Mispredicted branches can multiply your running times
> Could the compiler have solved this problem on its own? In general, the answer is negative. Sometimes compilers have some options to avoid branches entirely even if there is an if-then clause in the original code. For example, branches can sometimes be replaced by “conditional moves” or other arithmetic tricks. However, there are tricks that compilers cannot use safely.
Most functional compiler
> One-letter variable names abound in IOCCC entries, and for good reason. These tiny pieces of confetti are hard to read, and leave room for more code. Then why not go further and use zero-letter variable names? That is, tacit programming or point-free style.
> I had been playing with an algorithm devised by Oleg Kiselyov that effortlessly and efficiently eliminates those pesky variables, leaving behind terms composed from a small set of combinators. No need for lambda lifting or supercombinators.
> By adding a handful of lines of mostly parsing code, we get a Haskell compiler, or rather, a compiler that accepts a subset of Haskell sufficiently large to self-host. You might say I wrote a tool for this contest, then ran it on itself to make an entry for it.
And more: https://www.ioccc.org/years.html#2019
How a double-free bug in WhatsApp turns to RCE
> In this blog post, I’m going to share about a double-free vulnerability that I discovered in WhatsApp for Android, and how I turned it into an RCE.
> Double-free vulnerability in DDGifSlurp in decoding.c in libpl_droidsonroids_gif
Closing the gap: cross-language LTO between Rust and C/C++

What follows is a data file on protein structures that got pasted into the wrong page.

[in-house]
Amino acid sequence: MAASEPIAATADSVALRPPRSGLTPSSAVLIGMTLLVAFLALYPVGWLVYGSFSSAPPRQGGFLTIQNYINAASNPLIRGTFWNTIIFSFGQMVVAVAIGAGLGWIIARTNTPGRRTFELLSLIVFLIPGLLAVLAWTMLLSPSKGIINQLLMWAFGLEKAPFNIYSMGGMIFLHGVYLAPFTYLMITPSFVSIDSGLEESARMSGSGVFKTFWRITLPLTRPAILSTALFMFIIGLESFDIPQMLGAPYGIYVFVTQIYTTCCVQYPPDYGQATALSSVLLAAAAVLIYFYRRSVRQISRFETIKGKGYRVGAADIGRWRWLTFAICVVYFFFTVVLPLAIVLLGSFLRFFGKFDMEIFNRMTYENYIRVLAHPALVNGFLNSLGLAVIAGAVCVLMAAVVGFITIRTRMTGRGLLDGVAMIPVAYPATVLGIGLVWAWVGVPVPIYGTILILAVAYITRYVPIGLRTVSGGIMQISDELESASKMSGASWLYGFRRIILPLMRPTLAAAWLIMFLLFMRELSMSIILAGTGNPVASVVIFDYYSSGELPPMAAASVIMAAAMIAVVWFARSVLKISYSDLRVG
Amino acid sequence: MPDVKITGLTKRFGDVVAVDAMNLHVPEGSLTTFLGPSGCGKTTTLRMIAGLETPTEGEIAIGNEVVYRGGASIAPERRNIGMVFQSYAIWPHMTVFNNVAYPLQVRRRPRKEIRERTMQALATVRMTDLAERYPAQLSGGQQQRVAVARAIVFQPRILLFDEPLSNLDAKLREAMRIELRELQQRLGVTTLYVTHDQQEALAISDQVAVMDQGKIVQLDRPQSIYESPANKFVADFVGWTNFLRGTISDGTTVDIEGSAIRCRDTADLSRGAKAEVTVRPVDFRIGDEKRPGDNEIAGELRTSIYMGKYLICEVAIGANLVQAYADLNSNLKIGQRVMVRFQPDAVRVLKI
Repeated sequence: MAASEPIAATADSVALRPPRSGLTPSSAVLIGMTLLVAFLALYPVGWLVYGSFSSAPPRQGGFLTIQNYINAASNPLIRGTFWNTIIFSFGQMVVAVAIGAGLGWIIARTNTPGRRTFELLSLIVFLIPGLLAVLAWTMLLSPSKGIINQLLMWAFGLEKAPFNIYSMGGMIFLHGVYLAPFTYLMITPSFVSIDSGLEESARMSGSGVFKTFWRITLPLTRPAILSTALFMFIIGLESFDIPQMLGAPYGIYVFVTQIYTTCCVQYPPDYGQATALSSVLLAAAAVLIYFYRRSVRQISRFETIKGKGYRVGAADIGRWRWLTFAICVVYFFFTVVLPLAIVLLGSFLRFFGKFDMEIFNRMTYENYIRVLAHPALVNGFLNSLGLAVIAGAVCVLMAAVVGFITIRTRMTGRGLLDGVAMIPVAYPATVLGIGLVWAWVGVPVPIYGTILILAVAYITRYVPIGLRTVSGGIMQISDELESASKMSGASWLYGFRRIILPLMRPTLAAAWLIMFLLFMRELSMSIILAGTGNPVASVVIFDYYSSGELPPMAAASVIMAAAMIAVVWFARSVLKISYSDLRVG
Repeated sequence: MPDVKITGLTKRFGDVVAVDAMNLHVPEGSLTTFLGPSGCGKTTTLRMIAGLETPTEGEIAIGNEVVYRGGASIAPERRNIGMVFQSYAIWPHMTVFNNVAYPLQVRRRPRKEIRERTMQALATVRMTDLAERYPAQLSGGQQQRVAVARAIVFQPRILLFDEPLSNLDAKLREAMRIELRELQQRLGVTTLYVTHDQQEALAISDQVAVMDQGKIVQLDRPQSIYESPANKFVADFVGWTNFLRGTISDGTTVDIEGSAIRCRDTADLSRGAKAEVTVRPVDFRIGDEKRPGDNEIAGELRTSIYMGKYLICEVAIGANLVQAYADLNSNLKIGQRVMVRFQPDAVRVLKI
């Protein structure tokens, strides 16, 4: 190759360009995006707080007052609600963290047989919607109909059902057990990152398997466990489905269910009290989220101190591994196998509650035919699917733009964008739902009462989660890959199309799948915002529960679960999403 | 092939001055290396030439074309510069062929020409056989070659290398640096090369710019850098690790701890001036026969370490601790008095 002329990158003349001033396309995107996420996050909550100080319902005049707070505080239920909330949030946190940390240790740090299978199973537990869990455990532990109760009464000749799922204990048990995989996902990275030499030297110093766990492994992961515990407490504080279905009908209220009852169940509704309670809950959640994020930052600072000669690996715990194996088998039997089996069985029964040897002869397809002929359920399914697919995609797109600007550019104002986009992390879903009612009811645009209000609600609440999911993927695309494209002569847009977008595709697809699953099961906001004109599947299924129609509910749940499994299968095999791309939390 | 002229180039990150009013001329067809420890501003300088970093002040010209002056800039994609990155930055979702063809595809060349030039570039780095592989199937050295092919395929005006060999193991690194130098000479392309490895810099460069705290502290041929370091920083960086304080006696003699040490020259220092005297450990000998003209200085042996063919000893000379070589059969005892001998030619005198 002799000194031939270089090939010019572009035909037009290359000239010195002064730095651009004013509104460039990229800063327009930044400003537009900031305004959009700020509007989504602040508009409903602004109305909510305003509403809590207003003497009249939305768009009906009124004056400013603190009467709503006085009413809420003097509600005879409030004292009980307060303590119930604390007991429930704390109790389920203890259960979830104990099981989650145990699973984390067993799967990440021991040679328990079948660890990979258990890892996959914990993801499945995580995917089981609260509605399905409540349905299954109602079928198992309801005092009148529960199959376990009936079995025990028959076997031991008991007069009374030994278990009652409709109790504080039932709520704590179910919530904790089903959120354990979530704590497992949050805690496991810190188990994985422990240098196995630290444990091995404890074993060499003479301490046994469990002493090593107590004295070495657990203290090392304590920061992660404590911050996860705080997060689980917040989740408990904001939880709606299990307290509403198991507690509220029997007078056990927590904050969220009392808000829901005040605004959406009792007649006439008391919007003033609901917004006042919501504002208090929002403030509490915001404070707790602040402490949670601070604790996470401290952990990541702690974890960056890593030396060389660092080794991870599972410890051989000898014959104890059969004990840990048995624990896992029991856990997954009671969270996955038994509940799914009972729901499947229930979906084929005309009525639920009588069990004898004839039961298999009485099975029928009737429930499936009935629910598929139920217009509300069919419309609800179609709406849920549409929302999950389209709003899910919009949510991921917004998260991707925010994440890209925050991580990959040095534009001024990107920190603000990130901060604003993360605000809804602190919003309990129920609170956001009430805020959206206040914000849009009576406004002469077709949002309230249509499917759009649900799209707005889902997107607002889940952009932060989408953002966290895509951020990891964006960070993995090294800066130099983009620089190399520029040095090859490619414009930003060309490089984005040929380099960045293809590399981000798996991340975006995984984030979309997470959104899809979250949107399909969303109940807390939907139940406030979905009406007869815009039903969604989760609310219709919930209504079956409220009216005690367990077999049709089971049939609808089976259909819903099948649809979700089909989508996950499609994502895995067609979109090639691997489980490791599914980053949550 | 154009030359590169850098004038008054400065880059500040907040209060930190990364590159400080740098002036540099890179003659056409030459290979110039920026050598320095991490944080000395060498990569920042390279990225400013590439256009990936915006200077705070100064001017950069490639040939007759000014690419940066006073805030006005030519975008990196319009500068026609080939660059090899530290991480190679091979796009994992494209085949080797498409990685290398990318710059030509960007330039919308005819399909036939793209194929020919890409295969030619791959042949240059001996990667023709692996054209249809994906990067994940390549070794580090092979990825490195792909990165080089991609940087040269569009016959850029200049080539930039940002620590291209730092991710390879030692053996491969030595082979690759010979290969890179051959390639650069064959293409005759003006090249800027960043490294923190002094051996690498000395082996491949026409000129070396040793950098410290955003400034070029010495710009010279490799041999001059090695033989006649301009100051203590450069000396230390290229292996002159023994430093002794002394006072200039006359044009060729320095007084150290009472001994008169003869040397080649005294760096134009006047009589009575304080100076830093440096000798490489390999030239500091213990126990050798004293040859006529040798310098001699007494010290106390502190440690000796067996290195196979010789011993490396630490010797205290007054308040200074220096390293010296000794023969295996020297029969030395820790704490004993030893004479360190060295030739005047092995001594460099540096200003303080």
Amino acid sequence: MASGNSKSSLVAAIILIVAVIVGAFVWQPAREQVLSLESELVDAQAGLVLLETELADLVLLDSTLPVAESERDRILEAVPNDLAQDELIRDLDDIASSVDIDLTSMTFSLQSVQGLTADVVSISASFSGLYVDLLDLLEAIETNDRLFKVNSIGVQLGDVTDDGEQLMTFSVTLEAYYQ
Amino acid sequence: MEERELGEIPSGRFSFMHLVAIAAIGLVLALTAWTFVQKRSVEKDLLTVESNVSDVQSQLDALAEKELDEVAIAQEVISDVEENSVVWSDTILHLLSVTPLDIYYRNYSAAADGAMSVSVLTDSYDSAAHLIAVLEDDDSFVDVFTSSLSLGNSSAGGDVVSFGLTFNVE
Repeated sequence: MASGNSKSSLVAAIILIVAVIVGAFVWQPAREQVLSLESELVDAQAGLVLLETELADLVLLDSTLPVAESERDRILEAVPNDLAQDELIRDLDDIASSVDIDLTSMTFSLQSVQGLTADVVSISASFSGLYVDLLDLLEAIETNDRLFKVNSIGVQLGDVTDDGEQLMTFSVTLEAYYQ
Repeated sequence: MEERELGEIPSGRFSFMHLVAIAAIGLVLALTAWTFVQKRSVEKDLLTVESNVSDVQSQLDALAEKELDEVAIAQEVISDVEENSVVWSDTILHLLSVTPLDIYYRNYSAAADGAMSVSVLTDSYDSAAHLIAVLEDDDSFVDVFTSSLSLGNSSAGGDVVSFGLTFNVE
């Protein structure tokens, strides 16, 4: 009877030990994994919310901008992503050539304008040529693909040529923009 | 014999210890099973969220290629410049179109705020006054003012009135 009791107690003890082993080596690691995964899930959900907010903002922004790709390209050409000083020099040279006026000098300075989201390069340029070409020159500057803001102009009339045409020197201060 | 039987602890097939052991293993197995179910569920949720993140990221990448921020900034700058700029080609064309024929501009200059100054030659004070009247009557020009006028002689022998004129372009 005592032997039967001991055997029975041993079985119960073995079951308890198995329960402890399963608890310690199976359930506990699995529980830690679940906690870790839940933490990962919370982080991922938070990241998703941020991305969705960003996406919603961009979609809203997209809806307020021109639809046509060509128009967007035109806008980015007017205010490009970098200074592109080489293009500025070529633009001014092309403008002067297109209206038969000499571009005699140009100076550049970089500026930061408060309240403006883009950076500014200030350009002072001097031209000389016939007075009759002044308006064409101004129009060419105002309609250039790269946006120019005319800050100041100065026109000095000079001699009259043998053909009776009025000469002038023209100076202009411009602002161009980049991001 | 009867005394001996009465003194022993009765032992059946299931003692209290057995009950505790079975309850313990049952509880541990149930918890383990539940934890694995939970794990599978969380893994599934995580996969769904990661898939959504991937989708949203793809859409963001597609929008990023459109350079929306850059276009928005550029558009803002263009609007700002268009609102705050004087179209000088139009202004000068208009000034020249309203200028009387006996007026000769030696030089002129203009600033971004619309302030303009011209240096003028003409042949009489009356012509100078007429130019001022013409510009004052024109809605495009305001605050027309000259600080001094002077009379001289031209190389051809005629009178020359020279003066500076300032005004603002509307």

> Link time optimization (LTO) is LLVM’s way of implementing whole-program optimization. Cross-language LTO is a new feature in the Rust compiler that enables LLVM’s link time optimization to be performed across a mixed C/C++/Rust codebase. It is also a feature that beautifully combines two respective strengths of the Rust programming language and the LLVM compiler platform:
Position Independent Code (PIC) in shared libraries
> This article explained what position independent code is, and how it helps create shared libraries with shareable read-only text sections. There are some tradeoffs when choosing between PIC and its alternative (load-time relocation), and the eventual outcome really depends on a lot of factors, like the CPU architecture on which the program is going to run.
everything you ever wanted to know about terminals
> the way terminal emulators handle fancy things like color and cursor shape aren’t some mysterious opaque black box you can only access through a library. accessing these capabilities is actually extremely simple; they can even be hardcoded into a text file and displayed by cat or less. or even curl! the way you do this is with something called ANSI escape sequences.
Some obscure C features
> The current most used version of the language, c99, gained some new features over the years, many of which are completely unknown to most C programmers (Older specifications obviously also have some dark corners).
Would not recommend.
Security flaws caused by compiler optimizations
I think I would prefer “enabled” to “caused” since the flaw is in the code. A collection of bug patterns worth considering.
Bzip2 And The Cve That Wasn’t
> Compiling with the GCC sanitizers and then fuzzing the resulting binaries might find real bugs. But not all such bugs are security issues. When a CVE is filed there is some pressure to treat such an issue with urgency and push out a fix as soon as possible. But taking your time and making sure an issue can be replicated/exploited without the binary being instrumented by the sanitizer is often better.
I don’t think anything went wrong here, but some interesting details.
glibc realloc(ptr, 0) vs. C17 specification